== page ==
Wish you could read stuff faster? Don’t get angry. Get listening.
Reading Time: 3 minutes
If you’re a human being, currently breathing and have eyeballs, you’ve probably encountered the phenomenon of having too much stuff to read, not enough time to read it all.
100 years ago we were lucky to read 50 books in a lifetime. Now we get 174 newspapers worth of information biffed at us per day.
So what’s the solution?
Tried speed listening?
Is that even a thing?
Well, let’s just start with listening first.
We all know audiobooks are gold. While science says we comprehend speech at about the rate of reading, listening gives big productivity gains via concurrent activity.
You can listen while you drive, walk, run.
Retired General Stanley McCrystal, commander Joint Special Operations Command, ISAF, USFOR-A and all that, swears by audiobooks while running as an efficiency multiplier. And who’s gonna argue with him?
So can you get someone to read those boring work memos and SOPs to you? Hmmm.
Probably not Stanley. Pretty sure he’s busy.
But a good a text-to-speech app will do just that.
Convert your document or email into a pdf or epub and a pretty natural sounding voice will read it to you (yep, no more Stephen-Hawking-giving-a-physics-lecture robot voices).
My process is:
- Convert the document to pdf using “The File Converter” app by SmoothMobile;
- Open new file in Voice Dream Reader and listen (Voice Dream Reader is probably the best on the market at the mo. It’s a little expensive (NZD$22) but worth every penny).
Ok, so that’s the listening bit. Speed listening then?
The concept is straightforward.
- Take the speed you’re currently comfortable listening at (e.g. 250 wpm);
- Increase the speed by 50 words per minute (i.e. 300 wpm);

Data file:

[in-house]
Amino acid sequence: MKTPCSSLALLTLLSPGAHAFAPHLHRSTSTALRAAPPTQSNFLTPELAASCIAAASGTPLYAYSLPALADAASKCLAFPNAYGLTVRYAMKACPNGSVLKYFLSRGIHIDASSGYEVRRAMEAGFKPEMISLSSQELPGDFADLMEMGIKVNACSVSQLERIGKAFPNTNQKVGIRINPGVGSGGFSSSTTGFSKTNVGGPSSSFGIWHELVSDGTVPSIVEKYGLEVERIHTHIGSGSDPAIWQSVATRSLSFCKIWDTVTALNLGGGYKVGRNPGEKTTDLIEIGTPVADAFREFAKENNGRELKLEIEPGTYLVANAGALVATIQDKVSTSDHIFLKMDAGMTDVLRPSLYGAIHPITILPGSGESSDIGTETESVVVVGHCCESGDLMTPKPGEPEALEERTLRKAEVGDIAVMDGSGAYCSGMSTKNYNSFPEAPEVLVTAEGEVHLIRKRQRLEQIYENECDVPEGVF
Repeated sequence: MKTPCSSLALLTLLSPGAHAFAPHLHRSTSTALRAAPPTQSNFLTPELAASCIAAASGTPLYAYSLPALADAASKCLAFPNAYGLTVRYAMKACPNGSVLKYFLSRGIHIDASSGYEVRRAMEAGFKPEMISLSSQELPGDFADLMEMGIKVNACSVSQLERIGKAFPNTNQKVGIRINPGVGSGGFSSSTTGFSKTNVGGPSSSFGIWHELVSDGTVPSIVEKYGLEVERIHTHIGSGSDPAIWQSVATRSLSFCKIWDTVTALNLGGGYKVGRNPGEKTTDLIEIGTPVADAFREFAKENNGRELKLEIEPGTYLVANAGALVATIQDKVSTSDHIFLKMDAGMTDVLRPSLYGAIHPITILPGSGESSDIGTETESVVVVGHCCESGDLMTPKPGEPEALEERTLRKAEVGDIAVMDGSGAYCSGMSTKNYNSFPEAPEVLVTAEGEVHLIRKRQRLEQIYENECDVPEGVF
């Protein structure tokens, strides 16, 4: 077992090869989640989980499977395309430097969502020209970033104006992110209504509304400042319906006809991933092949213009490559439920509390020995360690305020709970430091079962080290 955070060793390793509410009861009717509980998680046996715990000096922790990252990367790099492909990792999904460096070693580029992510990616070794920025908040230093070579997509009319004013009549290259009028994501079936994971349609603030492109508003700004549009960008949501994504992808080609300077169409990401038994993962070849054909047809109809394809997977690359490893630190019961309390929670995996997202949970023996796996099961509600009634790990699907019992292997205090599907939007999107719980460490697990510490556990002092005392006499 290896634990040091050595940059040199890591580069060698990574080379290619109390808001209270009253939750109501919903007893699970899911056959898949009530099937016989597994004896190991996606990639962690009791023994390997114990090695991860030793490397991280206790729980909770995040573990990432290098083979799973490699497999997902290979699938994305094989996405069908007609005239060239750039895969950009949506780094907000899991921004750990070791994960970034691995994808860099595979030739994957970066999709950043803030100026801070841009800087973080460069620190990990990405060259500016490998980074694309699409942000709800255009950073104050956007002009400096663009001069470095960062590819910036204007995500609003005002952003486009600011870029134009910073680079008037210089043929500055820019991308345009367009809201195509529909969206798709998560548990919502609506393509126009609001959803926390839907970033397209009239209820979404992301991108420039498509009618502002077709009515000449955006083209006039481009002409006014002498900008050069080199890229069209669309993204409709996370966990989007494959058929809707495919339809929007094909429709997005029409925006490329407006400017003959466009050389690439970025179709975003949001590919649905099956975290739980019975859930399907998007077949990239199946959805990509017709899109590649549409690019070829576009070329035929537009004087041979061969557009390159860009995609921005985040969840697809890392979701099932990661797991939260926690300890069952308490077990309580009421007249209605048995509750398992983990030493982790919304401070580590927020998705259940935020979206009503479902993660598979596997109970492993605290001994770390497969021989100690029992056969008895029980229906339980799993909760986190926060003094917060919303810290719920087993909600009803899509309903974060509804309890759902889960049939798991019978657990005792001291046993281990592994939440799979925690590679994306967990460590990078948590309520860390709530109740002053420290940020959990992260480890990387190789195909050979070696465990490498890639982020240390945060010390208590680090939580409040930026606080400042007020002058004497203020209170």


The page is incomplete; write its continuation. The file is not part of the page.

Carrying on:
- Listen for 5-10 mins (focus hard, no distractions, this is practice);
- Slow back down 250 wpm for a 30sec (sound a little slow now?);
- Increase the speed by around 20-30 wpm and resume listening for a few days at this new speed; then
- Repeat from step 2) through 5).
Is there any science to this? Sure.
Did you find things sounded much slower when you resume original playback speed at step 4) than when you first listened at that speed?
It’s called the “adaptation effect” – the brain’s judgement of “normal” speed is unconsciously influenced by the exposure to the faster speed.
the so-called ‘adaptation effect’ is down to a person’s own perceived ‘norms’ about how fast something would usually move being altered by relatively short periods of exposure to different speeds.
The brain then goes through “velocity renormalisation” – the process of re-adapting to the slower speed.
Only we don’t let it. We resume listening at a slightly higher speed (which now feels relatively comfortable) and re-set our norm there.
And then repeat.
Adapting or stretching the ear like this is a technique I first came across while at jazz school. We used it to make fast tempo songs feel slow and give us more ‘space’ when improvising.
It’s also a method used by experts to build skill in any domain.
Research by Dr. K. Anders Ericsson, a professor of psychology at Florida State University and coeditor of The Cambridge Handbook of Expertise and Expert Performance, shows that the best way past a plateau is to jostle yourself beyond it; to change your practice method so you disrupt your autopilot and rebuild a faster, better circuit. One way to do this is to speed things up—to force yourself to do the task faster than you normally would.
You should be able to get your ear to around 400 – 450 wpm for mass market non-fiction.
That’s a book every few days on a 30 min each-way commute. Or a lot of work reading.
Sure, you’ll probably lose some comprehension at faster speeds. But hey, doing some exercise plus not having to actually read work stuff? I can live with that.
So that’s it. Now there’s no excuses.
You can have all those super-exciting work white papers read to you while you drive, walk, run, ride, swim (waterproof bluetooth headphones anyone?), eat, sleep, have sex, spend time with your family, and all those other less important things in life.